5th International Conference on Spoken Language Processing

Sydney, Australia
November 30 - December 4, 1998

Fast and Slow Speech Rate: A Characterisation for French

Brigitte Zellner

IMM, Lettres, UNIL, 1015 Lausanne, Switzerland

Many phonetic studies have shown that changes in speech rate have numerous effects at various levels of the temporal structure. This observation is reinforced by a verification with speech synthesis. Changing the number of syllables per second is not a satisfactory manner of creating natural-sounding fast or slow synthetic speech. A systematic comparison of sentences read at two speech rates by a highly fluent French speaker allows a ranking of various mechanisms used to slow down speech. Pausing and producing additional syllables transform the phonological structure of utterances since they impede interlexical binding. It is claimed that knowing the degree of this interlexical binding allows a better characterisation of speech rate changes, and then a better generation of synthetic rhythms. Finally, the expected relationship between lengthening of speech units and pausing was not confirmed in our results. This suggests that the theory on slowing down speech needs revision.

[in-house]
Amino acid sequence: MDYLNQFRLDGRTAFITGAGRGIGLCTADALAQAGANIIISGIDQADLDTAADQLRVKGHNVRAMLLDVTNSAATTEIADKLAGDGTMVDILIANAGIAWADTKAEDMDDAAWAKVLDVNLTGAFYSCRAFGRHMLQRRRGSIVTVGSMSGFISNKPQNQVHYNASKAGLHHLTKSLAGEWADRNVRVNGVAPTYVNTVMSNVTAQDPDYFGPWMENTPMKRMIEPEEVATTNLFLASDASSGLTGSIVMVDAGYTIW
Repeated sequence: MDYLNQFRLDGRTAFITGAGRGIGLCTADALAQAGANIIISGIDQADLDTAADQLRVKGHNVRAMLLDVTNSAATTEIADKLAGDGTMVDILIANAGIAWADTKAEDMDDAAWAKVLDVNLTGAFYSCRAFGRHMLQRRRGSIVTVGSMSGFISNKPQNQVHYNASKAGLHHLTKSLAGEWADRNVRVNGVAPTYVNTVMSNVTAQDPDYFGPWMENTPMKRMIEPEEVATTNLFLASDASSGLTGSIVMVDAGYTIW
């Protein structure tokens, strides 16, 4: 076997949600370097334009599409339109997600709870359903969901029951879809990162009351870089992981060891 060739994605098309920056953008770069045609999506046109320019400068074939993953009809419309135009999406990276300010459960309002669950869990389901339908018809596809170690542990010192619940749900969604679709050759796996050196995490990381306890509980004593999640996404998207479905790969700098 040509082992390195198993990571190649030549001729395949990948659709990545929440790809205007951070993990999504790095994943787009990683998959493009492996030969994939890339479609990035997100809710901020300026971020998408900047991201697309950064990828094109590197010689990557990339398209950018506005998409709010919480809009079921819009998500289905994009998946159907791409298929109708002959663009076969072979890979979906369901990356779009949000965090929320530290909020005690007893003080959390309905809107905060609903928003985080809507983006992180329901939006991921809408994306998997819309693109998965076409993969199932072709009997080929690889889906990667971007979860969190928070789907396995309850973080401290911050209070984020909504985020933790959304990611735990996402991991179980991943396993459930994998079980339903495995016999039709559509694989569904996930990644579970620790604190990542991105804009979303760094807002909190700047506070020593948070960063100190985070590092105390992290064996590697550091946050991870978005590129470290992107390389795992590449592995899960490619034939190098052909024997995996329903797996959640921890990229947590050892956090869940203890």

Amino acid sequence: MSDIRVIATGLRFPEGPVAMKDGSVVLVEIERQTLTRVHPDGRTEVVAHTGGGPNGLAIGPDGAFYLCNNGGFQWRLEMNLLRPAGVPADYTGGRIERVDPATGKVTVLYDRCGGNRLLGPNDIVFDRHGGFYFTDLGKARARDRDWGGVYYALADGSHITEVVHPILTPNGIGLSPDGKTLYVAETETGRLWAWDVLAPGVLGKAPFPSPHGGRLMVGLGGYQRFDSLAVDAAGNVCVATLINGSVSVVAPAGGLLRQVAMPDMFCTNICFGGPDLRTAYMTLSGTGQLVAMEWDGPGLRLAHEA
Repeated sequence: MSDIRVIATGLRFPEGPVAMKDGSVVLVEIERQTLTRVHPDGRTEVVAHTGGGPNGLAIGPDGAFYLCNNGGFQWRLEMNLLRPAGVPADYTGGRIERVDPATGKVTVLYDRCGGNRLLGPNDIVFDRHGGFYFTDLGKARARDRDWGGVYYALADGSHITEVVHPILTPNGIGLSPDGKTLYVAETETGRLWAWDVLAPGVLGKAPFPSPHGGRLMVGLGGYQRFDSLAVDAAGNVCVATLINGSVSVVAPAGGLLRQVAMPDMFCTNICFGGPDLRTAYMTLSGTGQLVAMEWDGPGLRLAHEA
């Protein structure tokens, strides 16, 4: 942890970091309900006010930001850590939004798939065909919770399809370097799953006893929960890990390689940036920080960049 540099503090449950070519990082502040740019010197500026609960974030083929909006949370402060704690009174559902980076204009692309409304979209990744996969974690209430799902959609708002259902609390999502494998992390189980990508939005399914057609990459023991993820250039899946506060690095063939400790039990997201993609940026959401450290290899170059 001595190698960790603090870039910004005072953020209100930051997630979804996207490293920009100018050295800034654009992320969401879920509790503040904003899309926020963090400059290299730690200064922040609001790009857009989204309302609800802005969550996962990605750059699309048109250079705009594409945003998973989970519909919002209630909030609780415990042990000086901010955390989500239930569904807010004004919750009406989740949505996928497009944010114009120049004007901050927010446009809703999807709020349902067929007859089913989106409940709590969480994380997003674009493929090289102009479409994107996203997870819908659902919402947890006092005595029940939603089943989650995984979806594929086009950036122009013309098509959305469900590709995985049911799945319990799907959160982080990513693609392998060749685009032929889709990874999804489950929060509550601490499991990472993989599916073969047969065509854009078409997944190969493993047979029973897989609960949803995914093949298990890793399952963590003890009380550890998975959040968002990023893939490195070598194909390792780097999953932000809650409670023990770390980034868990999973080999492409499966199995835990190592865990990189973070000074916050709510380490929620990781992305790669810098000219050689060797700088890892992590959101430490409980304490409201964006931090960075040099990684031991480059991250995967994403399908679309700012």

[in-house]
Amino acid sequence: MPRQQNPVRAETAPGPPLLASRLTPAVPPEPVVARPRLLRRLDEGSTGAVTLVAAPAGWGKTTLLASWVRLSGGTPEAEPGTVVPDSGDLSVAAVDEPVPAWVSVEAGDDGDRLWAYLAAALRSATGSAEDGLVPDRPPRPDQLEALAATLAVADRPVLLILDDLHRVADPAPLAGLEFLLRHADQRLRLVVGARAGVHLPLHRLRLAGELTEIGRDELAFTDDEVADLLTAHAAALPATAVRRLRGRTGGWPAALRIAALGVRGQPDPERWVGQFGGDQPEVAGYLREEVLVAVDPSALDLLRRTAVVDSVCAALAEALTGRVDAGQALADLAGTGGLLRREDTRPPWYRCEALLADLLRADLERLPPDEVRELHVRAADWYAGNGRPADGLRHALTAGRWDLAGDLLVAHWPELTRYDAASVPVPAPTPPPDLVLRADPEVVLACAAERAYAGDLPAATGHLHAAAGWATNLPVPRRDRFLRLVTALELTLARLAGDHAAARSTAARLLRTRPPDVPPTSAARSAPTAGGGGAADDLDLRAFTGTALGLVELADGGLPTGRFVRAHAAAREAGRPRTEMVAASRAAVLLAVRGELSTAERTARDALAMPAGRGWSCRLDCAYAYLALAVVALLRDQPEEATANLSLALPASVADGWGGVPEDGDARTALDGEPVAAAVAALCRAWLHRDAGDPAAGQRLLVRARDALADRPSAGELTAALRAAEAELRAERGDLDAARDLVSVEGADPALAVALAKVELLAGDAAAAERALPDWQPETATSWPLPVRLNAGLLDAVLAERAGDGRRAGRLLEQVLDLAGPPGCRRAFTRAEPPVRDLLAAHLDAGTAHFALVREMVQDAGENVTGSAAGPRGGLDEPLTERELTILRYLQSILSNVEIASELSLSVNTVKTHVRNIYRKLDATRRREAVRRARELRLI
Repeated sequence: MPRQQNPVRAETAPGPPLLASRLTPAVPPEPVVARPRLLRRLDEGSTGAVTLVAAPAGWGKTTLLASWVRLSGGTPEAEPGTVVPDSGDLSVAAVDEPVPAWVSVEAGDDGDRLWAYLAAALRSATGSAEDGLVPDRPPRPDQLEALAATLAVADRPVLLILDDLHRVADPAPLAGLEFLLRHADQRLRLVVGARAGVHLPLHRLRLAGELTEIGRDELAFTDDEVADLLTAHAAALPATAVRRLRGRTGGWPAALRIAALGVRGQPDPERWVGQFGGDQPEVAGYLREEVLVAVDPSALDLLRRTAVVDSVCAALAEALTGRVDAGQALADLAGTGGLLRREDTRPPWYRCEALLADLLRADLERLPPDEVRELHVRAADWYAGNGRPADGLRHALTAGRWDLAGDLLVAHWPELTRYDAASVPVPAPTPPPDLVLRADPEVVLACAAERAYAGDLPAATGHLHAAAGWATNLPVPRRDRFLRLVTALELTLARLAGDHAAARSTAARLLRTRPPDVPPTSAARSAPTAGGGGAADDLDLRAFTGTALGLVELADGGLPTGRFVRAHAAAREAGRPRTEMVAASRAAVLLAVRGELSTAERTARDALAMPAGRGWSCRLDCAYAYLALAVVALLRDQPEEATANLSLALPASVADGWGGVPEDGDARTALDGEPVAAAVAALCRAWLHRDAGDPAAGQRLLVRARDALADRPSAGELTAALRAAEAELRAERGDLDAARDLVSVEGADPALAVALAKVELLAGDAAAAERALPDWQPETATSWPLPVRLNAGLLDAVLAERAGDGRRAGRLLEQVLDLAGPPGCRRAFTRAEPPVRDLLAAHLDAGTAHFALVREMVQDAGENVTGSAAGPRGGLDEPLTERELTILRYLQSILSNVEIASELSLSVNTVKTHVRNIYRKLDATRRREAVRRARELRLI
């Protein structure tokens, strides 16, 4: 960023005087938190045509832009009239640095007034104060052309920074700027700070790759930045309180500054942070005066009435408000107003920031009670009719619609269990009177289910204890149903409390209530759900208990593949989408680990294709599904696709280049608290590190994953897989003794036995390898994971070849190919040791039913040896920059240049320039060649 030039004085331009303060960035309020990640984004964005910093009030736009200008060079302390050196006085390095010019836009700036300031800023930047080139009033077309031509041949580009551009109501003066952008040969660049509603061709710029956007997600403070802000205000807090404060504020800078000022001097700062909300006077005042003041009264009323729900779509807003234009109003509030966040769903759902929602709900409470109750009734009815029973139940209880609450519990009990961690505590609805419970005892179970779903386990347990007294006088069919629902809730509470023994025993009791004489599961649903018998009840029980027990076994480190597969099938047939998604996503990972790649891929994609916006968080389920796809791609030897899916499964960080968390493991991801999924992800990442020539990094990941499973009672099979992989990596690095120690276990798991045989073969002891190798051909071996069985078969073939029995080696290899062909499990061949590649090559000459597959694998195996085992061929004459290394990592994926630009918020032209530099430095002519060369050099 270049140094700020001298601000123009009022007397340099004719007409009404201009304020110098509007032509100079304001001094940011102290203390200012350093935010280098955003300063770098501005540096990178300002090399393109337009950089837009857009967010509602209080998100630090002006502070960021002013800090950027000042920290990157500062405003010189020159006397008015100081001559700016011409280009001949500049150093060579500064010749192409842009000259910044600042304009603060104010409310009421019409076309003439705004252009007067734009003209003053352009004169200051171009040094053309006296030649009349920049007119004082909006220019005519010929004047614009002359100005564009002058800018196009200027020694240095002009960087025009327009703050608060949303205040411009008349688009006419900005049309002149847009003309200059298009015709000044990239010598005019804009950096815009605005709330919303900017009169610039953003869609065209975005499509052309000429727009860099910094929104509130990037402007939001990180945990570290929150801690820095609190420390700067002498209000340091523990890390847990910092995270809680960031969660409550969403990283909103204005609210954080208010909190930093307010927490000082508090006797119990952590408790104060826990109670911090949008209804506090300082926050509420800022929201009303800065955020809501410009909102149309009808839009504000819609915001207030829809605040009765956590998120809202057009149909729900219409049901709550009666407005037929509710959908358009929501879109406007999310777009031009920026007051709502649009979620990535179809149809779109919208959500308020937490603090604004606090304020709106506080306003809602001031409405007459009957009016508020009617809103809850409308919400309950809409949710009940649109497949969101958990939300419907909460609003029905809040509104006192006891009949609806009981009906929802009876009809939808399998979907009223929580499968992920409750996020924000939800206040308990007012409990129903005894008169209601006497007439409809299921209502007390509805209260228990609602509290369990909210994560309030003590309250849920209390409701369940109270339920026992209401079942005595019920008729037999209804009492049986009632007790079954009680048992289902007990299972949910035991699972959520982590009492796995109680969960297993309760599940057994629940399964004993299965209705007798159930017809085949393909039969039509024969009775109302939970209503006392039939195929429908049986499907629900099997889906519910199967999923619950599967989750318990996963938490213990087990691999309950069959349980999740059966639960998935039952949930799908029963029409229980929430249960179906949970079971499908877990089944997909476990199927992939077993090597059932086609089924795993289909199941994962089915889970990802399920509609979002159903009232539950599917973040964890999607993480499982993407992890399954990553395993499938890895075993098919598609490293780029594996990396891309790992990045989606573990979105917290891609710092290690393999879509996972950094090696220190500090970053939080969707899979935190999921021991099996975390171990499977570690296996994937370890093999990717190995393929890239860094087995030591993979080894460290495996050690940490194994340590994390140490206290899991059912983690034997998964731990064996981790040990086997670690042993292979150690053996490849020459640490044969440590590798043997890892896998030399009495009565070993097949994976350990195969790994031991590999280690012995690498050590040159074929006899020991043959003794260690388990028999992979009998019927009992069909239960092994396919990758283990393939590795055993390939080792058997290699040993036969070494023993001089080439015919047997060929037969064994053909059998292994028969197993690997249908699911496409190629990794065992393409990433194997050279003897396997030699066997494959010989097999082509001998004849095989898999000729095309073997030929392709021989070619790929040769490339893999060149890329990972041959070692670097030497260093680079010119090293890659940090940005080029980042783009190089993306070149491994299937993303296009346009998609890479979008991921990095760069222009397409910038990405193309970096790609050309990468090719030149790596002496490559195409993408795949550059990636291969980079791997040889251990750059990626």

Full Paper

Bibliographic reference.  Zellner, Brigitte (1998): "Fast and slow speech rate: a characterisation for French", In ICSLP-1998, paper 0822.